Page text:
It's not too often that a book written for the absolute beginner in a subject also turns out to be a useful text for the seasoned professional, but VideoUniversity.com creator and director Hal Landen pulls off this trick with the second edition of Marketing with Digital Video.
This small paperback is aimed primarily at the business owner or manager who wants to produce a video for his business, and would like to do some or all of the work herself. Or perhaps she is unable to hire a professional producer because of budget limitations and has to do a lot of the work herself.
Because his target audience knows little or nothing about video, Landen starts with the basics, and describes the steps in the production process in rich detail and in plain language.
He also takes some pains to describe the huge changes that have taken place in the low-budget video world in the last decade, particularly the advent of the DV format and the computer-based nonlinear editing system. These are the changes that allow the newcomer to the field a fighting chance to produce a successful video on a shoestring budget, and Landen demystifies them by cutting through the jargon and the marketing hype to explain the hows and whys in ways that anyone can understand.
Perhaps most importantly, the book doesn't get lost in technical details. It emphasizes the basics, starting with the importance of a good script, and some techniques to use to write one. In fact, Landen gives great weight to the entire preproduction process; six of the book's 12 chapters are focused on this area. In my view, this is the right mix, since the preproduction phase will affect the final outcome more than any other part of the process. Most importantly, it is the phase in which the least amount of money is spent, but which will have the greatest effect on the overall cost of the finished product.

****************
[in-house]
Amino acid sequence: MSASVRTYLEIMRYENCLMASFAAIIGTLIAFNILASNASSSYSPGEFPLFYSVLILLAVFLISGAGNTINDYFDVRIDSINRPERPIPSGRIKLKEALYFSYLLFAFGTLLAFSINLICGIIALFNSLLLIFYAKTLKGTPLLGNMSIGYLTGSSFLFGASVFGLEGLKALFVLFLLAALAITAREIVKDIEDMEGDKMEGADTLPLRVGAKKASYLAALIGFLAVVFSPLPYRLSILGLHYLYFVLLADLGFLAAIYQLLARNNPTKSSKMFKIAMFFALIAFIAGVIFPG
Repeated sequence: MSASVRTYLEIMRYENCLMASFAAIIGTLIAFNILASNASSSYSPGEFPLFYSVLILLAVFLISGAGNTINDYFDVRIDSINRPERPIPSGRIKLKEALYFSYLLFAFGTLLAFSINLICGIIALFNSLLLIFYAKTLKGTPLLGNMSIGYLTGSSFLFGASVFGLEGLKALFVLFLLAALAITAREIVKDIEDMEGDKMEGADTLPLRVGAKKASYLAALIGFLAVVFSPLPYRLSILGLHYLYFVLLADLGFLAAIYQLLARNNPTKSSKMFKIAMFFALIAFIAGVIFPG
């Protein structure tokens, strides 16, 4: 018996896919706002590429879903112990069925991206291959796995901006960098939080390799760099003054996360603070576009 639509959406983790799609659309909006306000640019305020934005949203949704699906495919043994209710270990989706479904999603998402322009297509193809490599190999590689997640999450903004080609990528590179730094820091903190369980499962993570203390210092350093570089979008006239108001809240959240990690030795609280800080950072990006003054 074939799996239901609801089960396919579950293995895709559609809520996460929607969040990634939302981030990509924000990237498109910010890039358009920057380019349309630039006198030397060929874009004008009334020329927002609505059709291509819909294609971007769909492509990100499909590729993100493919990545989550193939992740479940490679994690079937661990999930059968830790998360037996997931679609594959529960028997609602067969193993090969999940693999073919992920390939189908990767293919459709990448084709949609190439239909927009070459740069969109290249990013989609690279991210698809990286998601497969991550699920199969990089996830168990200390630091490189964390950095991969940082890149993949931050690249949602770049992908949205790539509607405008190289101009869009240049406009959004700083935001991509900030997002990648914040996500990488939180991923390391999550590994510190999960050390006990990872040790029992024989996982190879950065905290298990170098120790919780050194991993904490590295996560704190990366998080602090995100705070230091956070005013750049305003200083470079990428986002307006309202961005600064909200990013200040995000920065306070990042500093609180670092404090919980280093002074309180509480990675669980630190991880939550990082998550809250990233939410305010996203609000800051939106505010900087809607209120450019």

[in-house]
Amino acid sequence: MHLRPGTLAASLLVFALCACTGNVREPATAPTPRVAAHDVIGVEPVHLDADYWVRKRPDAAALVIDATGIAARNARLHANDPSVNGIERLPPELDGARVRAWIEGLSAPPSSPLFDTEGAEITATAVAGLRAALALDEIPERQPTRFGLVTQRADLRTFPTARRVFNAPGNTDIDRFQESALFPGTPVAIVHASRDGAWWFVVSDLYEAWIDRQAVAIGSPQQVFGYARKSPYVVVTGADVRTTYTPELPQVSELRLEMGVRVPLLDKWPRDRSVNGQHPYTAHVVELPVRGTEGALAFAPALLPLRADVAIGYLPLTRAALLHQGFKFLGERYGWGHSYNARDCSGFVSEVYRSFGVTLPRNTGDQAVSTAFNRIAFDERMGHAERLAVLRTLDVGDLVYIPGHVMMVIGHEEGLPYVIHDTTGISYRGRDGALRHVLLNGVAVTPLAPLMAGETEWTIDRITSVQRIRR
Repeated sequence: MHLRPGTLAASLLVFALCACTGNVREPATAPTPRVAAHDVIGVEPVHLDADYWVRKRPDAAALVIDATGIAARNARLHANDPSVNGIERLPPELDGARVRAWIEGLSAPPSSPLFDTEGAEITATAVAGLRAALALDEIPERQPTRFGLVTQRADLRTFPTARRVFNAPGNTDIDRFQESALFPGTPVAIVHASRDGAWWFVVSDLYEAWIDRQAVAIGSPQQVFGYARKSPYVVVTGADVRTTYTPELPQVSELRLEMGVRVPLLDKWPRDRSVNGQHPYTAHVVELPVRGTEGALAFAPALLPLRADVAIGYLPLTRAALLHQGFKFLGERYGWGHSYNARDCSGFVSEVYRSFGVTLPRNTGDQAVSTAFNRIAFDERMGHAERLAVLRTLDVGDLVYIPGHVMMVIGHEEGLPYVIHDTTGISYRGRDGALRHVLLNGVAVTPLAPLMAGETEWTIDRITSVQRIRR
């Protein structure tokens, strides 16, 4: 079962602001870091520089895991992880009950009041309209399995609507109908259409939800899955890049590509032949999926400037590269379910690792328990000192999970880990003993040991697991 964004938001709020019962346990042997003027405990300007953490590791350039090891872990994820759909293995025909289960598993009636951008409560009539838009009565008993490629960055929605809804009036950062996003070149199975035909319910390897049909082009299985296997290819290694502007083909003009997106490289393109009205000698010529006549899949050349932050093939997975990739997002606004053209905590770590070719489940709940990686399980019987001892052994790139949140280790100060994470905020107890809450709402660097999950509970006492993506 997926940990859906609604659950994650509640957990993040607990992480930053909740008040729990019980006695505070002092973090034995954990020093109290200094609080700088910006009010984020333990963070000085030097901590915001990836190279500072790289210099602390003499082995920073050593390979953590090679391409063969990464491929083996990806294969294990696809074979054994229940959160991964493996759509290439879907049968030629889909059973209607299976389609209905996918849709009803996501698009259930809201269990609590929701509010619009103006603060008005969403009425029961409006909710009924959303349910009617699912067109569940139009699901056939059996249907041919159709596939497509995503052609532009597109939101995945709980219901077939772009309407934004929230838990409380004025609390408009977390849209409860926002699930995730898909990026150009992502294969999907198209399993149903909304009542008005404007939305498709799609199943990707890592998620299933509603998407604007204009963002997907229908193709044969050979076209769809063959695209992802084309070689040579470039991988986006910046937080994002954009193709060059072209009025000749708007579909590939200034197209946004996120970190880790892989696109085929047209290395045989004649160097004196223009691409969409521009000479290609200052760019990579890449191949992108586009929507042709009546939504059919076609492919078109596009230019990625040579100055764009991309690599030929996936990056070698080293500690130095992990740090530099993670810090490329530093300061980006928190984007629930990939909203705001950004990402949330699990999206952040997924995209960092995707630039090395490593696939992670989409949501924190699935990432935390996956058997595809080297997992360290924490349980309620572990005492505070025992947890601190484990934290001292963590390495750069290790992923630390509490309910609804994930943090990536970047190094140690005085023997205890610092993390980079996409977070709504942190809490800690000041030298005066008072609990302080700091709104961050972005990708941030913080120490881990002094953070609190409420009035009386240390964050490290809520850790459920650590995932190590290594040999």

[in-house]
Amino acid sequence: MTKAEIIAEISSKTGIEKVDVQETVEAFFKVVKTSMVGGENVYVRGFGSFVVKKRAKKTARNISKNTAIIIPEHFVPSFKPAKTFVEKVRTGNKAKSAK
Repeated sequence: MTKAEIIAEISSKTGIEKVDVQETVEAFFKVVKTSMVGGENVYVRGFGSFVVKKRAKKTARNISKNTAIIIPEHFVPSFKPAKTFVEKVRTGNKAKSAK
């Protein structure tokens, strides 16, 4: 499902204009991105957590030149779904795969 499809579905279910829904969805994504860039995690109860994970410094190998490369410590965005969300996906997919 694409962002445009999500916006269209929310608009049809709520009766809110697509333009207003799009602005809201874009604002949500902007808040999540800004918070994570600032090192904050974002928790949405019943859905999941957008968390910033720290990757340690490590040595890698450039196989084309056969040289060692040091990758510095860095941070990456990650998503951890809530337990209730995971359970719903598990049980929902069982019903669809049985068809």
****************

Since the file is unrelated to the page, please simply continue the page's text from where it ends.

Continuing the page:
True to its title, the book focuses on the production of a marketing video, and discusses various outlets for such projects such as their use by sales personnel, at trade shows and conventions, on cable television, on the Web, and distributed on CD-ROM or DVD. However, it also touches on other forms of corporate video, such as training videos for employees or customers, or the corporate "family history" video.
So, how is a book intended for the non-video savvy reader useful for those of us who have been doing videos for years? In four ways: First, it's a great introduction to corporate video for the wedding and event videographer looking to expand her horizons. It's easy to "read between the lines" and see what would be important to a potential corporate client. Second, since the book stresses the need to hire a professional camera operator to do the actual shooting, it gives the videographer looking for this sort of work a good idea of what fledgling producers will need in a Director of Photography. Third, it's an excellent refresher for the experienced corporate producer who may need to step back from the day-to-day details and take a look at the Big Picture. There was a lot in here that was familiar to me, but I also found lots of tips and angles that I hadn't considered. And finally, you may want to give a copy to your new clients to bring them up to speed on the whole process of creating a video.
Landen is well-qualified to write this book; he's worked as a professional cameraman in broadcast and corporate video, and is a successful independent producer. He's also been responsible for teaching the ropes to hundreds of other producers through his books, courses, and Web site at www.videouniversity.com. Put a copy on your bookshelf!
To purchase Marketing with Digital Video by Hal Landen, click here.